English Composition

Americans learn as early as in grammar school to break down complexity. They are taught in English Composition to formulate short, simple and clear sentences ordered in a logical sequence. Good composition avoids sentences with complex grammatical twists and turns. Simplicity and clarity are the goals.

Complexity: The state of quality of being intricate or complicated; a factor involved in a complicated process of situation.

Grammatical twists and turns: Convoluted structures in the English language that often obscure meaning for the reader: 

“Although the blue whale has been protected for over thirty years and its numbers are increasing, especially in the North Pacific, where whale hunting has been banned, it is still at risk of extinction as its habitat is being polluted by waste from oil tankers and its main food, the plankton, is being killed off by harmful rays from the sun, which can penetrate the earth’s atmosphere because there is a huge whole in the ozone layer over Antarctica.”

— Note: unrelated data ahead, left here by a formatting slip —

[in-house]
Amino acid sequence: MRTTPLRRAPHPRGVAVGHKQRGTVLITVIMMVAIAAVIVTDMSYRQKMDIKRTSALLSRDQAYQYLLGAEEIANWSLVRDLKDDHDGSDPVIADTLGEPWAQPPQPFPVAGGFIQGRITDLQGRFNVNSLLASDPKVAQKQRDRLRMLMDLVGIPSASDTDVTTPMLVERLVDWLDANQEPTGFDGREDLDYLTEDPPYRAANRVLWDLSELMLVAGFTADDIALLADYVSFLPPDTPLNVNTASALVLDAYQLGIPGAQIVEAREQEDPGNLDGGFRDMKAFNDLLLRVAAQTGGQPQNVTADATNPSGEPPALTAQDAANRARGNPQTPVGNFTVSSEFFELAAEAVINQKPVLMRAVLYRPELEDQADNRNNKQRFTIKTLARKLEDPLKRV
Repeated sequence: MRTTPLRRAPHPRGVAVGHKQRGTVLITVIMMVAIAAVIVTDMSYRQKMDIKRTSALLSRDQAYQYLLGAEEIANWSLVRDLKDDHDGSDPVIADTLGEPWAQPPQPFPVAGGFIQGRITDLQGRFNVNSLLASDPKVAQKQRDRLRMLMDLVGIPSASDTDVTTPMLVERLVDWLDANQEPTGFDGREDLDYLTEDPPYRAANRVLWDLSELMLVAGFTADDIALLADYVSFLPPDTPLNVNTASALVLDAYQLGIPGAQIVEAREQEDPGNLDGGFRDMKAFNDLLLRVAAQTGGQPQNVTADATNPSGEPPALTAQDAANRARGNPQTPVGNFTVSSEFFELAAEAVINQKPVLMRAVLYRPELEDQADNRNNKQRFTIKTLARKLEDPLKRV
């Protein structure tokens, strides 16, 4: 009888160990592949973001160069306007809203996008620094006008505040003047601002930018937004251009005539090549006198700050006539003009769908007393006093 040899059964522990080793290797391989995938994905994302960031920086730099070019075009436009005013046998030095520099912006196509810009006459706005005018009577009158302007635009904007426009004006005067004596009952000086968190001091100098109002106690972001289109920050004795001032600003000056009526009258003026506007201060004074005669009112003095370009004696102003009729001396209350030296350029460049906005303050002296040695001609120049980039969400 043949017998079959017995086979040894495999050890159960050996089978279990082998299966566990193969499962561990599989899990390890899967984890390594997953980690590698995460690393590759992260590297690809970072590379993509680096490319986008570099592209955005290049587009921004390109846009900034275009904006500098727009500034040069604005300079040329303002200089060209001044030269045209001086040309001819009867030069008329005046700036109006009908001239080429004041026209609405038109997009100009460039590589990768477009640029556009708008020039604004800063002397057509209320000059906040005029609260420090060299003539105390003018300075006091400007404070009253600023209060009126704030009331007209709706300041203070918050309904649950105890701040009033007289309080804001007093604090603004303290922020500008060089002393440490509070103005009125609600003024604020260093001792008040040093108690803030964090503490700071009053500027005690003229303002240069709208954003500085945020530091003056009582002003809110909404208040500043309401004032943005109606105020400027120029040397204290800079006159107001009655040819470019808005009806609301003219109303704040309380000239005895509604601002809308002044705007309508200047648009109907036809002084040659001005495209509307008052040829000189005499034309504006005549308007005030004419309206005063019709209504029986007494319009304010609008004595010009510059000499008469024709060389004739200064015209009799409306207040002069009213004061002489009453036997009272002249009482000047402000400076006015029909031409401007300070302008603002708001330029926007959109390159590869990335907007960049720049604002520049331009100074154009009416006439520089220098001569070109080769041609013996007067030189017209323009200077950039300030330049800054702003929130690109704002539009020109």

Ernest Hemingway, considered to be one of America’s greatest writers, shied away from convolution in grammar and style. He never used big words or complicated sentences, yet he succeeded in painting vivid images. Overly sophisticated does not necessarily equate to good writing.